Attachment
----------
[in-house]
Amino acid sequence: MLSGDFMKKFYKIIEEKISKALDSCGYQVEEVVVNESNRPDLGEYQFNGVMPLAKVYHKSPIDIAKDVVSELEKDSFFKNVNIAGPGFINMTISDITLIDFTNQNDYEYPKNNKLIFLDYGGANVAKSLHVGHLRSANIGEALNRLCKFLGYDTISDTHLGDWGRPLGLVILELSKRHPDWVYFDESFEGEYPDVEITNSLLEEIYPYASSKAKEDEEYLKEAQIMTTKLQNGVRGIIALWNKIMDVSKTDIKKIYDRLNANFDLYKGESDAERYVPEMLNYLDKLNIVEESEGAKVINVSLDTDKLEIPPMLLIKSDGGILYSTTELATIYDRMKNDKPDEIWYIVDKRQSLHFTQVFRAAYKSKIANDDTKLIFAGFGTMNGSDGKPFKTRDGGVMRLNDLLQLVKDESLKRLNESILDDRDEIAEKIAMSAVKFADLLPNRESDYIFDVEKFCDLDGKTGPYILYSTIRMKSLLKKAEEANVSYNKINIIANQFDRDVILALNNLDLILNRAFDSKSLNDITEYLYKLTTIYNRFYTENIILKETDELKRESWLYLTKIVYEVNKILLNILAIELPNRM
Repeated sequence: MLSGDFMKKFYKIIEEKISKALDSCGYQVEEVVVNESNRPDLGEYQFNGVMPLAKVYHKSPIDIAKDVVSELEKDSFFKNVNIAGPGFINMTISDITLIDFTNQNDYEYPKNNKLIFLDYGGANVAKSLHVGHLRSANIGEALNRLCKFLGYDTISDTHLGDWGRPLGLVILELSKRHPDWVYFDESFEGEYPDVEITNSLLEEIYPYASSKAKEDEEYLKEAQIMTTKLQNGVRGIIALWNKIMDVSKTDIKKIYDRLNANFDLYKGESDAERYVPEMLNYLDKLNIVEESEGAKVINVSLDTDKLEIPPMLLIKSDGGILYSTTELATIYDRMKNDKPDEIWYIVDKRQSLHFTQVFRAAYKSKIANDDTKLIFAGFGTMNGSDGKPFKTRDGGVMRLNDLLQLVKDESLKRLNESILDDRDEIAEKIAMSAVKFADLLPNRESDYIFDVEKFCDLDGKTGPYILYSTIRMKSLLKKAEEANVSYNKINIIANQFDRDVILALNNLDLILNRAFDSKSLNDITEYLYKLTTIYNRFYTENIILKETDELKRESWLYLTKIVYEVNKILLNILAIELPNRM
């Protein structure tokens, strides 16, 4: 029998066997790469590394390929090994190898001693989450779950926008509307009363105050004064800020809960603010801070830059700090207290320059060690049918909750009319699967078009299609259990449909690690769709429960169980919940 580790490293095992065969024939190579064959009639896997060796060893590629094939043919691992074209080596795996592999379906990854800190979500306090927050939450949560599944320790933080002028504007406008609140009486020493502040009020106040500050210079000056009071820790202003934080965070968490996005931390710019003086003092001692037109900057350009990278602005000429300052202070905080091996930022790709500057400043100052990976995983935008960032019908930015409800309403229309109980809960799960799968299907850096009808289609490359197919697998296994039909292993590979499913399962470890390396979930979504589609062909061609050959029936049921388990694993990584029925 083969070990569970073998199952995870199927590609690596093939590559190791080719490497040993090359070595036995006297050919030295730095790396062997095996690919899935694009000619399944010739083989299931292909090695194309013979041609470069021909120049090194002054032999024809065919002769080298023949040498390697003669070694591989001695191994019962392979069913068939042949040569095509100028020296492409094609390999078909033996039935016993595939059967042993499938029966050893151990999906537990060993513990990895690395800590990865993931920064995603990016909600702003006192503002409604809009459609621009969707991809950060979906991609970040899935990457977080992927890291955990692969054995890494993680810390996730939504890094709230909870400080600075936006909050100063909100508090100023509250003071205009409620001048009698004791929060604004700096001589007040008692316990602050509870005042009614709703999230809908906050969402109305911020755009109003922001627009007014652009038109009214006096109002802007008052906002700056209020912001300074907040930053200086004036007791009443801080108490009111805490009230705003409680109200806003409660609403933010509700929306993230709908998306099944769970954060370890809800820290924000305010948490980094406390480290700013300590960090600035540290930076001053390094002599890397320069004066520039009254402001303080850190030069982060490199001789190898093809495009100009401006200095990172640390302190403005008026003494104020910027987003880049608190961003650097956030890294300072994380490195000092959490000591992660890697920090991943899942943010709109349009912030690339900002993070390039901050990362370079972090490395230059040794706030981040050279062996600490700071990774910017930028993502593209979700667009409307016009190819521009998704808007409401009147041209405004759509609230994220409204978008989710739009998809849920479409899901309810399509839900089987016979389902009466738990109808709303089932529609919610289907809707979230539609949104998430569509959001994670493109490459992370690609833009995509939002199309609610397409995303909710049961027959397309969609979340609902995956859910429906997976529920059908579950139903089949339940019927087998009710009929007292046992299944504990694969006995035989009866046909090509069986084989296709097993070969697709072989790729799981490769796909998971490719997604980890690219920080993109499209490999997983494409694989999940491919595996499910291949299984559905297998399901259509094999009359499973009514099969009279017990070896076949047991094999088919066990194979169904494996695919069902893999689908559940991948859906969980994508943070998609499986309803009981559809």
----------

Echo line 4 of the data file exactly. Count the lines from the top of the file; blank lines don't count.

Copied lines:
């Protein structure tokens, strides 16, 4: 029998066997790469590394390929090994190898001693989450779950926008509307009363105050004064800020809960603010801070830059700090207290320059060690049918909750009319699967078009299609259990449909690690769709429960169980919940 580790490293095992065969024939190579064959009639896997060796060893590629094939043919691992074209080596795996592999379906990854800190979500306090927050939450949560599944320790933080002028504007406008609140009486020493502040009020106040500050210079000056009071820790202003934080965070968490996005931390710019003086003092001692037109900057350009990278602005000429300052202070905080091996930022790709500057400043100052990976995983935008960032019908930015409800309403229309109980809960799960799968299907850096009808289609490359197919697998296994039909292993590979499913399962470890390396979930979504589609062909061609050959029936049921388990694993990584029925 083969070990569970073998199952995870199927590609690596093939590559190791080719490497040993090359070595036995006297050919030295730095790396062997095996690919899935694009000619399944010739083989299931292909090695194309013979041609470069021909120049090194002054032999024809065919002769080298023949040498390697003669070694591989001695191994019962392979069913068939042949040569095509100028020296492409094609390999078909033996039935016993595939059967042993499938029966050893151990999906537990060993513990990895690395800590990865993931920064995603990016909600702003006192503002409604809009459609621009969707991809950060979906991609970040899935990457977080992927890291955990692969054995890494993680810390996730939504890094709230909870400080600075936006909050100063909100508090100023509250003071205009409620001048009698004791929060604004700096001589007040008692316990602050509870005042009614709703999230809908906050969402109305911020755009109003922001627009007014652009038109009214006096109002802007008052906002700056209020912001300074907040930053200086004036007791009443801080108490009111805490009230705003409680109200806003409660609403933010509700929306993230709908998306099944769970954060370890809800820290924000305010948490980094406390480290700013300590960090600035540290930076001053390094002599890397320069004066520039009254402001303080850190030069982060490199001789190898093809495009100009401006200095990172640390302190403005008026003494104020910027987003880049608190961003650097956030890294300072994380490195000092959490000591992660890697920090991943899942943010709109349009912030690339900002993070390039901050990362370079972090490395230059040794706030981040050279062996600490700071990774910017930028993502593209979700667009409307016009190819521009998704808007409401009147041209405004759509609230994220409204978008989710739009998809849920479409899901309810399509839900089987016979389902009466738990109808709303089932529609919610289907809707979230539609949104998430569509959001994670493109490459992370690609833009995509939002199309609610397409995303909710049961027959397309969609979340609902995956859910429906997976529920059908579950139903089949339940019927087998009710009929007292046992299944504990694969006995035989009866046909090509069986084989296709097993070969697709072989790729799981490769796909998971490719997604980890690219920080993109499209490999997983494409694989999940491919595996499910291949299984559905297998399901259509094999009359499973009514099969009279017990070896076949047991094999088919066990194979169904494996695919069902893999689908559940991948859906969980994508943070998609499986309803009981559809």